31 – ASAMPSA_E PHASE 1: BIBLIOGRAPHY AND FIRST PSA END-USERS SURVEY

During the first phase of the project, few reports have been drafted in order to identify existing standards or publications that could be useful for the development or the application of “extended PSA”.

D21.1 “Bibliography - Existing guidance for external hazards modelling”
D22.2 “Summary report of already existing guidance on the implementation of external hazards in extended L1 PSA”
D30.1 - “Bibliography on the defence in depth (DiD) approach for nuclear safety”
D40.2 “Summary report of already published guidance on L2 PSA for external hazards, shutdown states, spent fuel storage”.

It was also important to organize some exchanges with the PSA End-users community in order to identify some important issues that should be addressed by the project. A questionnaire has been sent to more than 100 organizations involved in these activities to get their opinions on the extended PSA concept and objectives. Their answers have been presented and discussed during an international workshop organized in May 2014 at Uppsala, Sweden with the help of Forsmark NPP. The conclusions of this workshop have been summarized in:

D10.2 “Synthesis of the initial End-users survey related to the PSA End-users need”.

The D10.2 report examines the End-Users survey response following (1) the scope and background of the ASAMPSA_E project, (2) the lessons learnt by respondent from past real events/hazards for PSA developments, (3) Definition and scope of extended PSA, (4) Uses and application of extended PSA, (5) quality of extended PSA, (6) Technical needs for extended PSA developments and (7) outcomes and recommendations for the extended PSA project.
62 recommendations have been formulated for the project and have then been taken into account by the ASAMPSA_E partners.

32 – ASAMPSA_E PHASE 2: GUIDANCE AND TECHNICAL REPORTS DEVELOPMENT

During the second phase of the project, the following guidance and technical reports have been developed to fulfill the objectives of the project.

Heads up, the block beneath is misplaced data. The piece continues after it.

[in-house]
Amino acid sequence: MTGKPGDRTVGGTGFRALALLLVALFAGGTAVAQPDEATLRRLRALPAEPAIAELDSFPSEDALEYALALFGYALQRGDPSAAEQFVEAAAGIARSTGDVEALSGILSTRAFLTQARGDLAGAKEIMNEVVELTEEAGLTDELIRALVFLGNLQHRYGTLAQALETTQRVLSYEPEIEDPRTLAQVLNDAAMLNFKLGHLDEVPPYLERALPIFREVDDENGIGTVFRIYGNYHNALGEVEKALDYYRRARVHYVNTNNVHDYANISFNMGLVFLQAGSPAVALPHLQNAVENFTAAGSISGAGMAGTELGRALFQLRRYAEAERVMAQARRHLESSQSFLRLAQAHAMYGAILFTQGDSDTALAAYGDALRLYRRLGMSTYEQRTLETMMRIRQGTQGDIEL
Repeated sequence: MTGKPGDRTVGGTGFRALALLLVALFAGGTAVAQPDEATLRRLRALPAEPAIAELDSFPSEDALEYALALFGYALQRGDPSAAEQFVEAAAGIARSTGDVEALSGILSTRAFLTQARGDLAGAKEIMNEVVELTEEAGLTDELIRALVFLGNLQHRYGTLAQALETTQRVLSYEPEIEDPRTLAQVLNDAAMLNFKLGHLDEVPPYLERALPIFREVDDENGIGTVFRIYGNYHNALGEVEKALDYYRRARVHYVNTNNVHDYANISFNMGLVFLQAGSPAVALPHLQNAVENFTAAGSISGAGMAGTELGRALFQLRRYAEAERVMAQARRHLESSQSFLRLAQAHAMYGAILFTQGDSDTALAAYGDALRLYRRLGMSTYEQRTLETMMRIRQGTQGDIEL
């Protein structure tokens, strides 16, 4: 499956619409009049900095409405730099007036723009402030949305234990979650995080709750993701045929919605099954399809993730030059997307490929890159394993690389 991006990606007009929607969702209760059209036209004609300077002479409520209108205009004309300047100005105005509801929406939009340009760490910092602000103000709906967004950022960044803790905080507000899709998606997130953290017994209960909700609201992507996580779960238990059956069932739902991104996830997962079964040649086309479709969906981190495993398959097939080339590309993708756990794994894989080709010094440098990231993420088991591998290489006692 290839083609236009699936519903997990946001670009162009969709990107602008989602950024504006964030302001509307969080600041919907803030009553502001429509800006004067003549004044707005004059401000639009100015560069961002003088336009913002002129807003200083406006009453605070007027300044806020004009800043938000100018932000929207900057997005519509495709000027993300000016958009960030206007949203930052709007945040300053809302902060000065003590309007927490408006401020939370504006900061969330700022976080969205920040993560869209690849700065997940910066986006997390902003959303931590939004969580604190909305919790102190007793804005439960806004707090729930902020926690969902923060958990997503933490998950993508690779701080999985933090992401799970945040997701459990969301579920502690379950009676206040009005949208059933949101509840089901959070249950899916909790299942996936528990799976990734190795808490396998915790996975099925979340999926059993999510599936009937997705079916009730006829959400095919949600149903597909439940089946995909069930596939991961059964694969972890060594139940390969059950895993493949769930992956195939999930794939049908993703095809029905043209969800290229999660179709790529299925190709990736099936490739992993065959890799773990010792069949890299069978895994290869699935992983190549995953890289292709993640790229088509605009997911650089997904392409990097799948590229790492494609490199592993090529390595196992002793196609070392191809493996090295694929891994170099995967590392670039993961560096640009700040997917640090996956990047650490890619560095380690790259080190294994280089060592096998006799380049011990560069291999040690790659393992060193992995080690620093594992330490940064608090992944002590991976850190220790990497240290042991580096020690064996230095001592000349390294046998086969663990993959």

321 – GENERAL ISSUES FOR PSA

The following 7 reports introduce some general issues for extended PSA. The summary has been extracted from each report.

D30.2 “Lessons of the Fukushima Dai-ichi accident for PSA”

The executive summary of this report is provided hereafter. It clearly concludes that existing NPPs PSAs need important improvements during the coming years.

“The Fukushima Dai-ichi nuclear accident in Japan resulted from the combination of two correlated extreme external events (earthquake and tsunami). The consequences (flooding in particular) went beyond what was considered in the initial NPP design. Such situations can be identified using PSA methodology that complements the deterministic approach for beyond design accidents. If the performance of a L1 and L2 PSA concludes that such a low probability event can lead to extreme consequences, the industry (system suppliers and utilities) or the Safety Authorities may take appropriate measures to reinforce the defence-in-depth of the plant.
In this report, the implications from the Fukushima Dai-ichi accident for PSA L1 and L2 and to decision making using PSA results have been investigated by the ASAMPSA_E project. Since the scope of PSA in Japan in general as well as for the Fukushima Dai-ichi units did not extend to the relevant scenarios, direct lessons to be learned on these issues are limited. Therefore, the authors have used their experience on the current status of PSA L1 and L2 models worldwide and in Europe as well as the insights gained from the responses to an ASAMPSA_E questionnaire for identifying further gaps of PSA methodologies and for derived related conclusions and recommendations.
Some main lessons learned on PSA L1 and L2 as well as decision making using PSA results is briefly summarized in this report. The complete summary of this report is provided in section 6, which includes a numbered list of the conclusions and recommendations.
In view of Fukushima Dai-ichi accident, the existing (L1 and L2) PSAs for NPPs manifest specific insufficiencies about the identification of rare events and their combinations. Efforts should be put mainly on the improvement of the adequacy of criteria for the identification of initiators, including rare events and their combinations, of the assessment of their frequency of occurrence versus severity and of the models for components/systems/structures failure. More generally, initiating events should be systematically determined for all operating modes and relevant sources of radionuclides and include all hazard impacts with a special focus on low probability/high impact events, which can significantly challenge the DiD concept of the plant and thus may give rise to cliff-edge effects. Specific to hazards, this includes the systematic extension of the PSA scope to beyond design basis hazard scenarios (at frequencies below ~ 10E-4 per year) as well as combinations of hazards events with other events, which includes correlated hazards as well as uncorrelated combinations with sufficient probability. Internal and external hazards shall include natural and man-made hazards that originate externally to both the site and its processes. The list of external hazards shall be as complete as possible. Justification shall be provided on its completeness and relevance to the site. The insights in this report confirm that safety related decision making should be made within a risk-informed context, encompassing deterministic, probabilistic and other information.